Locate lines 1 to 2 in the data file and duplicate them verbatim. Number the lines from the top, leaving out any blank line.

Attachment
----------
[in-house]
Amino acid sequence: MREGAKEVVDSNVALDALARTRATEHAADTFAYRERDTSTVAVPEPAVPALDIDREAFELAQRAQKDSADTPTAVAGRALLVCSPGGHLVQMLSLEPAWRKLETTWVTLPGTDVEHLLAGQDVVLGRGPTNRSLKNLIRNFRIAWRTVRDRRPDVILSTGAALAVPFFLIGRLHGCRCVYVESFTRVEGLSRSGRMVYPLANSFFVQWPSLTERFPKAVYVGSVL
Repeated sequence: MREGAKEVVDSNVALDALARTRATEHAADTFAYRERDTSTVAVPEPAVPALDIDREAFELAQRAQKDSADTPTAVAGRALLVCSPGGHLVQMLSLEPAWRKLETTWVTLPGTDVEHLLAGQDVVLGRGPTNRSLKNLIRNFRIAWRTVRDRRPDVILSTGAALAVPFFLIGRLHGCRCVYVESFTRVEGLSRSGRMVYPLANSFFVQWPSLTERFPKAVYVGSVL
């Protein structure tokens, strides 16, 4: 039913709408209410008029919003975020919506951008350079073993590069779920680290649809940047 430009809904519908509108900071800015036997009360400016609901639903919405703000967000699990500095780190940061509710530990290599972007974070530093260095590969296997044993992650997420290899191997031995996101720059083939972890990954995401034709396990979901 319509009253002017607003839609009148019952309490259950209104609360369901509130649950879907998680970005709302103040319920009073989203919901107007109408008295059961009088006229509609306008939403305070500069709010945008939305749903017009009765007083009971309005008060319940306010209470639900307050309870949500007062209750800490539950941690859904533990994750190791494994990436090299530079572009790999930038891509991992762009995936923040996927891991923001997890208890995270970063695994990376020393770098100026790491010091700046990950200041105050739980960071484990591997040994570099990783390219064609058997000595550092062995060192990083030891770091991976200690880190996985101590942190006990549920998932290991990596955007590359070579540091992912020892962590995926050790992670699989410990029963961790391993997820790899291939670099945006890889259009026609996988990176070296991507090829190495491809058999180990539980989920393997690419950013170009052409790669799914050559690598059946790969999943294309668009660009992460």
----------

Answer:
[in-house]
Amino acid sequence: MREGAKEVVDSNVALDALARTRATEHAADTFAYRERDTSTVAVPEPAVPALDIDREAFELAQRAQKDSADTPTAVAGRALLVCSPGGHLVQMLSLEPAWRKLETTWVTLPGTDVEHLLAGQDVVLGRGPTNRSLKNLIRNFRIAWRTVRDRRPDVILSTGAALAVPFFLIGRLHGCRCVYVESFTRVEGLSRSGRMVYPLANSFFVQWPSLTERFPKAVYVGSVL